Visiting Galveston Island State Park
Galveston Island State Park is a great place to enjoy the beach, the gulf, and the bay. Many people that visit the park come to spend time on the beach and to camp. While it is obvious to any visitor that the park's 2000 acres are bordered on the east and the west by more developed lands, fewer folks realize that the park is an oasis of undeveloped barrier island habitats. These natural areas are important for conservation and attract a wide variety of bird species, especially during the spring and fall bird migrations. Whether you come to the park to fish, swim, lie in the sun, picnic, birdwatch, or camp you can unwind and enjoy the relaxing surroundings that are found along the Gulf and Galveston Bay shorelines of Galveston Island.
Entering Galveston Island State Park
There is a $5 per person entry fee, children 12 and under are free. The park is open every day.
Galveston Island State Park
The majority of visitors to the park come to enjoy the beach. Paying your entry fee provides you access to a nice gulf beach. Facilities are limited but include restrooms and a rinse shower. Like many of Galveston Island's beaches, the park can get busy during summer weekends and holidays. Be prepared for a crowd if you visit during those times.
There is also ready access to the beach from the gulf camping sites.
There are no lifeguards; swim at your own risk.
There are 66 camp sites in Galveston Island State Park. Fees range from $15 - $35 per night for the site, plus a $2 per-person actiivity fee, and applicable taxes. To find out more, check out the camping page.
You can fish from the beach or bay shore, surf fish in the Gulf, or wade into and fish from Galveston Bay. A fish cleaning station is available at the end of the bayside road (the branch that passes by the bayside camping area). You should be aware of and follow all pertinent Texas fishing regulations.
There is a kayak launch area on Galveston Bay. It is located off of the bay road before you reach the bayside camping area.
A number of trails wind through the bayside salt marsh and prairie. These habitats dominate the parkland north of the highway.
The park attracts many birds - and many birdwatchers. The birds visit in part because there is good, and now relatively rare, natural barrier island habitat. Birds also stop over during spring and fall migrations that lead them over the Gulf of Mexico.
This website is not affiliated with the State of Texas or Galveston Island State Park. If you have any questions about the park, you should contact park management.
Galveston Island State Park
14901 FM 3005
Galveston, TX 77554
State of Texas park website
Galveston Beach State Park and Hurricane Ike
Many of the park facilities were destroyed by Hurricane Ike in 2008. Here is some of the story about how the storm transformed the park.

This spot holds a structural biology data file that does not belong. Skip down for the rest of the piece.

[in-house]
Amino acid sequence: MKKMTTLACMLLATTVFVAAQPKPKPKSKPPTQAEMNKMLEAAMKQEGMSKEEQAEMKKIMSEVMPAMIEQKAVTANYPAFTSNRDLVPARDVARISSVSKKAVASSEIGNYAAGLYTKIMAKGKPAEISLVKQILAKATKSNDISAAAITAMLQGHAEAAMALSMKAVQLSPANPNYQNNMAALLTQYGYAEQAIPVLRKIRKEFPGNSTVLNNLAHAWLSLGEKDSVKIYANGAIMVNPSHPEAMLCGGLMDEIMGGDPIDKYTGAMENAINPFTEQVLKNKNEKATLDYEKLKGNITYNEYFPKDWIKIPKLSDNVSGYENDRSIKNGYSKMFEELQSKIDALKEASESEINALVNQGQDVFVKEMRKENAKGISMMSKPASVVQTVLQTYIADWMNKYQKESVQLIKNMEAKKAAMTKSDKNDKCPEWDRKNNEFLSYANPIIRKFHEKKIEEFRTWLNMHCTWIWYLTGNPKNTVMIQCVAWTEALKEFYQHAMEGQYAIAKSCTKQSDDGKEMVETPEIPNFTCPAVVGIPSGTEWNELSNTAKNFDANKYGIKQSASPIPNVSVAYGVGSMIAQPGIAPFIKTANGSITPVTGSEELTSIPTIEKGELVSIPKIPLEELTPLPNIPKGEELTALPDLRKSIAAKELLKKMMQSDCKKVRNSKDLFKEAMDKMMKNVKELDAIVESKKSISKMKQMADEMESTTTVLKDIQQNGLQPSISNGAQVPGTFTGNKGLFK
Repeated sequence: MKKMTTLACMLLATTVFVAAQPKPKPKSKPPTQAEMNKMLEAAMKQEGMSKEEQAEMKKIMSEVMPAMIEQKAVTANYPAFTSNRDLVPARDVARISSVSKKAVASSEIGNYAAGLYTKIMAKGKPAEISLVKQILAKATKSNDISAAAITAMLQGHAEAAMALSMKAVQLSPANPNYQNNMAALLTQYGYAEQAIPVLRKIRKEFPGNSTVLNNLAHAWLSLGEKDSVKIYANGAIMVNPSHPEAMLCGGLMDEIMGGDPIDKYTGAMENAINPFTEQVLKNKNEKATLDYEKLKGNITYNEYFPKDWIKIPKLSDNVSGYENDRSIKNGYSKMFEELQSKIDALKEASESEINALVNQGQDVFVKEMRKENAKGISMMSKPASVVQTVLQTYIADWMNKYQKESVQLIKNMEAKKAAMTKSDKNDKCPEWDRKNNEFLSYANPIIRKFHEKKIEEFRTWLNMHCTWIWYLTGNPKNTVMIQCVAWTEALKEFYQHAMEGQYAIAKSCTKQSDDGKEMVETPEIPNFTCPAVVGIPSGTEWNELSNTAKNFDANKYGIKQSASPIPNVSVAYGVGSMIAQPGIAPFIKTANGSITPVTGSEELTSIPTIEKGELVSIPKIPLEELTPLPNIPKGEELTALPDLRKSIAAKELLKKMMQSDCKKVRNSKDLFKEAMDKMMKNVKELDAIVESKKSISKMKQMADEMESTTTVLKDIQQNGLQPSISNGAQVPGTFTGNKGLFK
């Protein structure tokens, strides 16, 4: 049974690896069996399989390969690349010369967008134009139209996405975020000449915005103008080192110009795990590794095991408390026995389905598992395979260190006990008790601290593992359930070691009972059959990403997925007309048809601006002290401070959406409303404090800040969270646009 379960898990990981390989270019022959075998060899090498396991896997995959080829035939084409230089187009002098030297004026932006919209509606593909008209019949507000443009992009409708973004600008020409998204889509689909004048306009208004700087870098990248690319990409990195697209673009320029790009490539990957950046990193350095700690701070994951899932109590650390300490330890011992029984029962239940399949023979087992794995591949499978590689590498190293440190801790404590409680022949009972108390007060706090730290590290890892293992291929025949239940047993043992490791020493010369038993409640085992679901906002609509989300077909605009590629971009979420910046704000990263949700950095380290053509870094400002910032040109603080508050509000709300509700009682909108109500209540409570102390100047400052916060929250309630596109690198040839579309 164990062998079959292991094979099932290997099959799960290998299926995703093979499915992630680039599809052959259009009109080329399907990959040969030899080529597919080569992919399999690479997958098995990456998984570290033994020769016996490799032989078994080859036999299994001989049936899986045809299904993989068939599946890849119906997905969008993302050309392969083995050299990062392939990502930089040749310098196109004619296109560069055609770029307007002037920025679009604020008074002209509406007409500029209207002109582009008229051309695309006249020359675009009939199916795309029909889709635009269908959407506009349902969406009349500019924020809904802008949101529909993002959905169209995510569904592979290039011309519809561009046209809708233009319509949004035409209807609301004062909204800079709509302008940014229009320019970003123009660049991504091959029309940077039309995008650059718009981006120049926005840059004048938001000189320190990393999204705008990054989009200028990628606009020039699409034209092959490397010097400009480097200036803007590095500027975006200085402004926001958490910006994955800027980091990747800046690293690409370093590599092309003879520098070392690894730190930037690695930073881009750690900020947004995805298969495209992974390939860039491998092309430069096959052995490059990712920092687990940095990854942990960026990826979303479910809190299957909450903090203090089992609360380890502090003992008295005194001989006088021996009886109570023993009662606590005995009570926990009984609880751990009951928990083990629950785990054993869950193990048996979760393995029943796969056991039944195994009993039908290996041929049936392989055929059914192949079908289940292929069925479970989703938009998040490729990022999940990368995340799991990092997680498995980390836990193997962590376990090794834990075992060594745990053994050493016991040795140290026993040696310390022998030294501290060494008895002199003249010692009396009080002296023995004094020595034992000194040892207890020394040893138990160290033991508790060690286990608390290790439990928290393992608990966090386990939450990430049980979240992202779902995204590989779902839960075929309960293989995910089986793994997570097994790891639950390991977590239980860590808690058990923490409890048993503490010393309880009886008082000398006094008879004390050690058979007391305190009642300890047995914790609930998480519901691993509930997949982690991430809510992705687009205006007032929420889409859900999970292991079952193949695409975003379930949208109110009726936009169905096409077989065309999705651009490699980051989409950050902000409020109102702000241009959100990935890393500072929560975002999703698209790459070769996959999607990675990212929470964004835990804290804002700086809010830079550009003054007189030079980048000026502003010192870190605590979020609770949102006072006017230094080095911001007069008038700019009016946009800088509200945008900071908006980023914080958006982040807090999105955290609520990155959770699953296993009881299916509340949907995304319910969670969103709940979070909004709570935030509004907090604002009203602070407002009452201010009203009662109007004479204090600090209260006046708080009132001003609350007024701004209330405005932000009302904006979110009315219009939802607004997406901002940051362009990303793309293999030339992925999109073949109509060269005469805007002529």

A synopsis of the devestating damage and the great story of how so many people helped to bring the park back to state where the public can once again enjoy the park.
Galveston Island State Park - Ike DamageHere is a You Tube video of the public beach area of the park. The video is a little long if you are not familiar with what this area looked like before the storm. You can watch the video and then gain some before and after perspective by looking at the pictures further down this page to see what the place once looked like.
Galveston Island State Park Before Ike
Here you can see the picnic area, the dune, and the beach. This was taken looking east from a location near the main building. The dune has been flattened and part of this beach is now gone.
A view looking toward the gulf. The parking lot of the public beach area was just behind where this picture taken. The shelters are now part of the current beach.
This is a view of the picnic area as it once looked. The main building is just behind where this picture was taken from. These structures are part of the current beach.
This is a shot looking west from the back edge of the old beach. The walkway you see in the distance led to the main park building. All of the old walkways that crossed the dunes are gone.
This is a shot of a walkway leading to one of the camping areas. This illustrates the height of the dune that was found at the back of the beach. The dune was flattened and is now part of the beach.
This is the park's main building. It is still standing but was largely torn apart in the storm.
Galveston Island State Park Hurrican Ike Damage
The Camping Area
This is what the campground area used to look like.
This is another view of the old campground. The Gulf is off the right side, just beyond the shelters you see lining the back right edge of the photo.
This view of the campground is taken looking directly towards the Gulf. The reason you cannot see the water from here is that the dune between the beach and the campground was high enough to blcok the water from view.
This shows a view looking towards the gulf, main park building, and the eastern edge of one campground unit. It was taken from the road that paralleled the beach and led to the campgrounds.
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